Not necessarily a playmaker like Sanders, Bethea is nonetheless a very solid player, and as a sixth-round pick who has worked his way into a starter's role, he's likely to see a pay jump—even getting the restricted free agent tender.
In all likelihood, he'll be another first-round tender—or the Colts will try to extend him long term. His contract isn't publicly known, but I imagine he'd jump at the chance to get a little long-term security. Sixth-round picks just don't make a ton of money for the NFL.
The fact that he's such a solid option and yet is restricted in what he can get from teams is a shame, and it leaves the Howard alum with just two options: Bite at the long-term offer now or play one more year of injury roulette and hope that guaranteed money is still on the table if he's able to hit free agency next year.
Jammal Brown, OT, New Orleans Saints
Oh, to be an elite left tackle in the NFL hitting free agency.
You can practically taste the dollars—especially when that elite tackle also happens to be a two-time Pro Bowler, was named a first-team All-Pro, and is still just 28 years old.
Placed on injured reserve in September, Brown now has to contend with an injury history nagging behind him—and he's not quite up there with the Joe Thomas/Ryan Clady group of tackles—but he's a superb player.
He had to undergo hip and sports hernia surgery this year, which is what put him out for the year, and there's no knowing just yet what kind of shape he'll be in when he gets back.
The Saints aren't likely to let him go quietly, as Jermon Bushrod was adequate, if not spectacular, in filling in for Brown. Bushrod would be far better as a third option to spell Brown when the match-up dictates.
If they're smart, they'll try to sign Brown to a long-term extension if they believe his injuries weren't cause for concern as, like Bethea above, they'd likely get a discount given Brown's injuries and will be stuck getting RFA money.
Still, with the sudden boom in quarterbacks who can sling the ball around with ease (11 guys with a passing rating above 92 in 2009) and the decline in relevance of the running back last season, left tackle may still be the position with the fewest guys who could truly be considered "elite."
If Brown comes back and shows he doesn't have the stuff anymore, he'll have missed out on an awful lot of dollars because of his injury-shortened 2009.
Elvis Dumervil, OLB, Denver Broncos
I don't fall in with a lot of fantasy football theories about a receiver's third year—or a good quarterback on a bad team.
One theory I absolutely believe in is the motivation of a contract year.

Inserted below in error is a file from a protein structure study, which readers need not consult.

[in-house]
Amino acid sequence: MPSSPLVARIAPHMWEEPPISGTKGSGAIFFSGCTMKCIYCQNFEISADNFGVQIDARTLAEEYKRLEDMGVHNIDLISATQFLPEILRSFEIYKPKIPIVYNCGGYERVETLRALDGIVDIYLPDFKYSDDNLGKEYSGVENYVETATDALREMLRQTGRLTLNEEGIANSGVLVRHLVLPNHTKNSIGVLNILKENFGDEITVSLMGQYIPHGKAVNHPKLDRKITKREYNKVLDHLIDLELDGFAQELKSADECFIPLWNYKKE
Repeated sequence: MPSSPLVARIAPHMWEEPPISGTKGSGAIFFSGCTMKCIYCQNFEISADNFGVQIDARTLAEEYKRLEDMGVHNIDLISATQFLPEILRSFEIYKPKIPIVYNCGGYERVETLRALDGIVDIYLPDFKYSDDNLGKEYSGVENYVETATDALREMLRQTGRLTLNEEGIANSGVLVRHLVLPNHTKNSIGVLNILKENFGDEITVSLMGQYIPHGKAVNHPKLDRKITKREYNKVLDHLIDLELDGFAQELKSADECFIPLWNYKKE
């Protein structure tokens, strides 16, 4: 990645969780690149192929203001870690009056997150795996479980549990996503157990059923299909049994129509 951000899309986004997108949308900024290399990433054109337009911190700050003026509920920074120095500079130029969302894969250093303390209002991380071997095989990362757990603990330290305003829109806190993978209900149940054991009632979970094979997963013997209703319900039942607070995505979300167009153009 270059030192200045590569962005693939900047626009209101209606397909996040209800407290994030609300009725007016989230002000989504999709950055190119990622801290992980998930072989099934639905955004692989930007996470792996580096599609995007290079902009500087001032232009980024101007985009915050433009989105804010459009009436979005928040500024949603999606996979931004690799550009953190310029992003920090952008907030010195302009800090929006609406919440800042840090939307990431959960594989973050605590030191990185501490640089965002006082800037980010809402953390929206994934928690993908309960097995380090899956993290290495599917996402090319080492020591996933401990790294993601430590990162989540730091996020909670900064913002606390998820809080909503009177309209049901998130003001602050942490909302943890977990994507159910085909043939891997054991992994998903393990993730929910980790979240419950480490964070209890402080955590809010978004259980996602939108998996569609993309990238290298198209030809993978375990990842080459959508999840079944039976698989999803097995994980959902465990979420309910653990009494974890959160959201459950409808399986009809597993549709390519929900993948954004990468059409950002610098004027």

The average NFL career is shorter than Darren Sproles, and when you're one quality year from cashing in the biggest paycheck of your life, the ephemeral reality of the NFL sets in.
It's a potent motivator, and guys elevate their play to meet the moment. Although he surely knew he wouldn't be entering unrestricted free agency this year, Dumervil came through with easily his best season.
Now he has to face the daunting task of repeating the feat in order to finally hit free agency or somehow force a long-term deal—or a trade—from the Broncos.
Normally, he'd be the most intriguing player on the market. He had 17 sacks in 2009 after just 26 combined the first three years of his career. Did he finally put it all together? Was it a one-year outburst? How much do you gamble on a 26-year-old whose ceiling could be 15 sacks or more per year?
Either way, he better hope he has another year like 2009 in him—or else he'll be far poorer for his efforts than other contract year wonders who came before him.
Brandon Marshall, WR, Denver Broncos
Despite all the talent above, Marshall may be the most interesting player on this list.
Like Merriman, there are significant questions about the safety of any long-term investment in the player. He's had a freaky injury history and a spotted off-field past, and he seems to have had issues maturing.
Like Merriman, there is absolutely no question about his talent as a football player when healthy and on the field. His coach went so far as to hug him during a press conference. He had 21 catches in a single game this year.
He's another fourth-round pick who has pulled himself up to become one of the elite in the league at his position. He's posted three-straight 1,000-yard seasons and has 23 touchdowns during that time.
He's a dynamic downfield threat, has the size to go over the middle, and is an absolute match-up nightmare.
The Broncos and Marshall have talked contract before—most notably last season during his intermittent temper tantrums—but now he'll be under the restricted free agent rules.
If there's any player for whom a team wouldn't balk at giving up a first-and-third for, it might be a receiver of Marshall's caliber. The maturity issues are obviously a concern, but there's not an offense in the league that couldn't use a Brandon Marshall.